Every stolen base means that much more in this shortened season and odds are it was difficult to prioritize speed in your recent drafts. You either have too much speed or not enough. This series will be focused on the latter. If there’s a category to make up ground in this year, it’ll be stolen bases. The category may be the tightest in every roto league, with just a couple being the difference between the top and bottom of the standings.
Here are a couple of options that may be sitting on your wire that have a good shot at getting you at least one more bag. I’m going for the deep cuts and focusing only on players owned in less than 20% of leagues, per Yahoo. This list will change week to week, but you’ll continue to see a general theme. The picks will be focused not just on the speedsters that are generally undrafted (looking at you, Jarrod Dyson), but mostly on sneaky pickups that can take advantage of their matchups.
One thing to consider here is that these matchups are always subject to change, as most things are nowadays, and most of these suggestions are best served in a league with daily moves. Weekly adds can still be considered in a pretty deep league, but know that this is only focused on the possibility of stealing bases, even at the expense of other categories. So, after that disclaimer, let’s see who’s poised to run over the next few days:
Leody Tavares, Texas Rangers:
More rookie fun, this time in Texas. Tavares actually made the opening day roster for the Rangers but, after a brief experience as a defensive replacement, was sent back to their alternate sight. His first MLB plate appearance didn’t come for another month when he batted leadoff for Texas on August 24th. He’s started every game since in centerfield, and beyond any routine days off, should continue to bat leadoff for the remainder of the season for the Rangers.
Tavares brings with him solid speed grades from his times in the minors, where he posted 32 stolen bases on 45 attempts across two levels in 2019, and he’s already ranked in the 90th percentile for sprint speed in his short time up at the major league level this season. Texas has not been shy on the base paths, attempting the third most stolen bases in the league to date, behind only Seattle and Miami. They have the luxury of facing off against the Mariners this weekend, who have only been able to throw out one would-be base stealer on 24 attempts. No granted, most of those came against Austin Nola, who no longer resides in Seattle. Instead, the Mariners will rely on Luis Torrens behind the plate on most days, who has only played seven games (five starts) thus far and has allowed five stolen bases and has yet to throw anyone out in his small sample. After traveling to Seattle, the Rangers come home to host the Angels, who have allowed a lead leading 33 stole bases this season, so Tavares has that to look forward to as well.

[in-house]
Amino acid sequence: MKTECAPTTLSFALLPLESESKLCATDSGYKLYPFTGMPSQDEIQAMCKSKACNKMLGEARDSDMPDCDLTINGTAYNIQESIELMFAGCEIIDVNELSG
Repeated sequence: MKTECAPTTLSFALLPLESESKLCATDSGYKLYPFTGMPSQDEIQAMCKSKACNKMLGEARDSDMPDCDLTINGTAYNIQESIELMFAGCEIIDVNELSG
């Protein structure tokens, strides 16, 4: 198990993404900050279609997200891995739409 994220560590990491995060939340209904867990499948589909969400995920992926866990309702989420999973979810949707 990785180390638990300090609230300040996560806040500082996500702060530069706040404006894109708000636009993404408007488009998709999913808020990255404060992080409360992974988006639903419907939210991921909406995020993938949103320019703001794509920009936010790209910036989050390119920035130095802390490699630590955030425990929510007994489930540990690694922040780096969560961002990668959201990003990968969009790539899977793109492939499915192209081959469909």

Yes, Tapia has made this list before and as long as he regularly bats lead off for the Rockies and stays under the 20% rostered mark (he’s currently only at six percent) he’ll end up on this list again in the future. It doesn’t hurt he’s playing the Dodgers, who have allowed 27 stole bases on 32 attempts so far this season, good for third most across the league. He also faces the Padres, who just acquired the aforementioned Austin Nola as their primary backstop, who has allowed 14 stolen bases, good for sixth most among MLB catchers, and only thrown out three (two of which have come in his short stint with the Padres). Perhaps the issue came mostly from Seattle pitchers. San Diego, who currently have the sixth-best caught stealing rate in the league (eight caught stealing on 22 attempts), can make help Nola make adjustments that will lead to less base running by their opponents. Until then, expect speedsters like Tapia to keep testing and keep running.
Quinn is notably one of the fastest players in baseball, he just doesn’t always get enough playing time to show off. The thing is, when Quinn gets in a position to steal a base, there’s a good chance he’s taking off. Through this year Quinn has had 17 stolen base opportunities — times he found himself on first base or second base with the next base open — and has six stolen bases on the season to show for it. The added bonus to take into consideration is the fact that Philadelphia still has 27 more games to play, including four double headers and just two scheduled off days before the end of the season. That means more opportunities for Quinn and more possibilities for stolen bases. Joe Girardi hasn’t been shy in letting his guys run, either, sending them on 26 occasions this year with a 85% success rate to show for it, good for the fourth-best rate in the league. The Phillies will see three games against the Mets, who have allowed the seventh-most stolen bases this year with 22 and then a doubleheader with the Red Sox, who rank right behind the Mets with 21 stolen bases allowed. Quinn may not start every game, but when he is in the lineup he’s a threat.
Photo by John Cordes/Icon Sportswire | Adapted by Michael Packard (@designsbypack on Twitter & IG)